Why I Call Myself An Accidental Traveller
Ever since I can remember, I’ve always wanted to live in another abroad. Coming from Brazil, one of the most dangerous and corrupt emerging countries, it’s not hard to see why. First I fantasized about England, mostly because I grew up in the 90’s and the British rock scene was boiling all over the world, but also because I absolutely loathe the tropical weather and England is pretty much the opposite.
In 2009 I had a taste of the British dream when I got to study English for a month in Cambridge during my winter break. To be clear, it was Cambridge the city, not the uni. It was a great experience, people from all over the world went there and I made really cool friends then.
The problem is, I was too young then, I didn’t have the opportunity to just leave it all and go in an international adventure, simply because I was 17 and couldn’t even stay out late without telling my mum about it. So college came and the dream of living abroad started to fade.
That was until one day my best friend came to me and asked me if I wanted to spend a year in Dublin. I knew nothing about Dublin, or Ireland for that matter, only that it was the place of birth of Oscar Wilde (one of my favourite writers) and the weather is even more miserable than England’s. So, naturally, I said yes.
So I paused my film school education for what I thought it would be a little while and embarked on what would be my biggest adventure thus far. To give a little context, in Brazil, we don’t have the culture of leaving our parents home when we go to college, we usually go to an university in our own city and live with them until we have enough money to live by ourselves. In other words, living in Dublin with my friend was the first time I’ve ever been (mostly) by myself.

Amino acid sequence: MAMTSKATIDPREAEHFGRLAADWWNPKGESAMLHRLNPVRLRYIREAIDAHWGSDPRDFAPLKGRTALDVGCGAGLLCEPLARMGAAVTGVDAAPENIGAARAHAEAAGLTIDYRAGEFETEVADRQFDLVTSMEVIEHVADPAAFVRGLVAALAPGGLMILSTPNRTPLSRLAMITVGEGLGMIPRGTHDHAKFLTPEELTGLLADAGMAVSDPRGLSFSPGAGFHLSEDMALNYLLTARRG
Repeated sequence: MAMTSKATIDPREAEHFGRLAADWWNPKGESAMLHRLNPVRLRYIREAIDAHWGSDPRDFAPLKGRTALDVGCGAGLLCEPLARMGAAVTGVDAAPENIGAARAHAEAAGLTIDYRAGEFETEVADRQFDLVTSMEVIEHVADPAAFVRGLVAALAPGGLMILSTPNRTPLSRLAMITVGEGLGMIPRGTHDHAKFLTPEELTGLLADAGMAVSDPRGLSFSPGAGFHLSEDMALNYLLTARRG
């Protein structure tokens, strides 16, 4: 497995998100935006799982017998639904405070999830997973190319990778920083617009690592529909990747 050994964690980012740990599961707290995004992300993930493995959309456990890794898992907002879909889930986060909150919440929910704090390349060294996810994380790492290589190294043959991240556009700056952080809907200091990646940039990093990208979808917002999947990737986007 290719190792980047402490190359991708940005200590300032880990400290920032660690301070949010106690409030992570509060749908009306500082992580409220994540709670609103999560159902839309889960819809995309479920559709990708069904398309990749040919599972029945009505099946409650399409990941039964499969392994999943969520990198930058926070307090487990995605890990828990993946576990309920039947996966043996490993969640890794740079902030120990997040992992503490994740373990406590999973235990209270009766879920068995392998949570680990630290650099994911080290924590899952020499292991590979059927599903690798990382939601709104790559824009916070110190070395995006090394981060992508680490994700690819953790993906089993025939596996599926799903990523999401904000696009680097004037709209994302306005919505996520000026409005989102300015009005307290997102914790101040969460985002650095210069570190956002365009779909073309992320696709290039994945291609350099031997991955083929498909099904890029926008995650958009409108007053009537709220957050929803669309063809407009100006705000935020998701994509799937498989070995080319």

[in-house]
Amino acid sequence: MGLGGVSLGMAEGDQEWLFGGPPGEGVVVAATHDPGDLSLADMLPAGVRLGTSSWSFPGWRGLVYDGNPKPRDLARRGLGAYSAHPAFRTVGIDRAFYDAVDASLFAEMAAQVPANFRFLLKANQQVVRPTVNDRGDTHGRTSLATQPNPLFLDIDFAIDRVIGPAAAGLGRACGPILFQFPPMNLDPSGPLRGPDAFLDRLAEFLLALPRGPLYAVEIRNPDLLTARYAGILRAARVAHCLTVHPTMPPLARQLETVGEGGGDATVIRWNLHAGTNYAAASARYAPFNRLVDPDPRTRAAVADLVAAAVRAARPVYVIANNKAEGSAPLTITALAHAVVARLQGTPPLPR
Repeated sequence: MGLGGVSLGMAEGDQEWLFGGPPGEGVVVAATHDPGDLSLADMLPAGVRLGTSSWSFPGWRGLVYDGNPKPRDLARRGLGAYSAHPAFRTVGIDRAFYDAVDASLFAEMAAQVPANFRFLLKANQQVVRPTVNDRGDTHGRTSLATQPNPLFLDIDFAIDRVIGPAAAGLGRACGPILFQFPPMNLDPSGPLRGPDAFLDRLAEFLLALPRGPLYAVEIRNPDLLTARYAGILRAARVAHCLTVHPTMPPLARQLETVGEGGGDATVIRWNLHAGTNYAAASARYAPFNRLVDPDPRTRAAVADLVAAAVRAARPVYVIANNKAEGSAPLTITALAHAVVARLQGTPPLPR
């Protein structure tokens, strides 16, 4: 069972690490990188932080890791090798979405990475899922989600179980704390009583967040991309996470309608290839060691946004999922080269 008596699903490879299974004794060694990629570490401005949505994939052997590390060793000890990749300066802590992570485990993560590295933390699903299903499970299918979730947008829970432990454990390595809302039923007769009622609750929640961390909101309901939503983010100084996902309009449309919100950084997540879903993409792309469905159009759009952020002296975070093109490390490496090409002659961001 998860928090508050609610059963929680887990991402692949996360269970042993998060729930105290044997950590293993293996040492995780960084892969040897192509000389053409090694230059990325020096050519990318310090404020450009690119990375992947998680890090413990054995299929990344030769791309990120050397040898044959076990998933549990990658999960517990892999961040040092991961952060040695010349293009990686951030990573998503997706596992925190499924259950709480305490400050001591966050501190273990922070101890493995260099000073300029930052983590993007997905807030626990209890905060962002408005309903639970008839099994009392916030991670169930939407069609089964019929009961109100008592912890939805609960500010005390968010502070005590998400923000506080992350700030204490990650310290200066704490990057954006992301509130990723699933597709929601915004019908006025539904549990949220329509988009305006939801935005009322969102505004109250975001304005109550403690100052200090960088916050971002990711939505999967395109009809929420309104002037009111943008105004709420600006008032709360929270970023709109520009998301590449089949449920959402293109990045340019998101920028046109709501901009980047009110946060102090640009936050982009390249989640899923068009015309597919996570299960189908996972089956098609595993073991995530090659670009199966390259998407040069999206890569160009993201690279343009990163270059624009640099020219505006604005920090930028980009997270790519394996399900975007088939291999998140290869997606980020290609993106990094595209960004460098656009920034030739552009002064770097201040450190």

It was not only about the trip itself, but also about self discovery, about learning to cook, to iron clothes, to remember to buy toilet paper every week. We had to basically grow up overnight, and I know it seems bad putting it that way, but believe me, it’s not. It’s was an amazing experience, one that I will cherish forever.
The only problem was our timing, Ireland is known for being a great place for immigrants, full of jobs and housing. But the year was 2012, the height of the European crisis, specially in Spain, Portugal, Greece and, you guessed it, Ireland. So there were no jobs for us, not even cleaning bathrooms. We left after 6 months instead of one year.
But the demage was done, I fell in love with the country, its pepople and culture. As a writer and a musician, it’s a fantastic place to be and I spent most of my time back home wondering when I would be able to come back.
In 2016, the political situation in Brazil got critical and I simply couldn’t stand it anymore. Lucky for me, the economical situation in Ireland got better, so I figured: well, it’s time.
I had a couple of friends in the country from my first time there, but I needed a more solid base than that, so I applied to volunteer at a hostel in Cork for a few months. It was unpaid, but at least I wouldn’t have to spend with food and housing for a while. It didn’t work out for a number of reasons, but I won’t get into details, maybe in another story.
I got a job in Cork, in the kitchen of a coffee shop, but my background as a nocturnal animal (bartender, musician, filmmaker, writer) made it unbearable to wake up at 7am and appear happy around costumers, I used to close the bar I worked at in Brazil at 7am. It also didn’t work out.
I decided to try again the hostel thing and found one in Leuven, Belgium. I’m going there next Monday and couldn’t be more nervous about it.
The thing is, I’ve never seen myself as a backpacker, apart from wanting to live abroad, I’ve never thought I would be flying from country to country working in a lot of different things, things I have no experience whatsoever. It’s a weird feeling, I’m absolutely loving it, sure, but I’m also kind of drifting, numb by the overload of different experiences.
And right now, I wouldn’t do anything else with my life.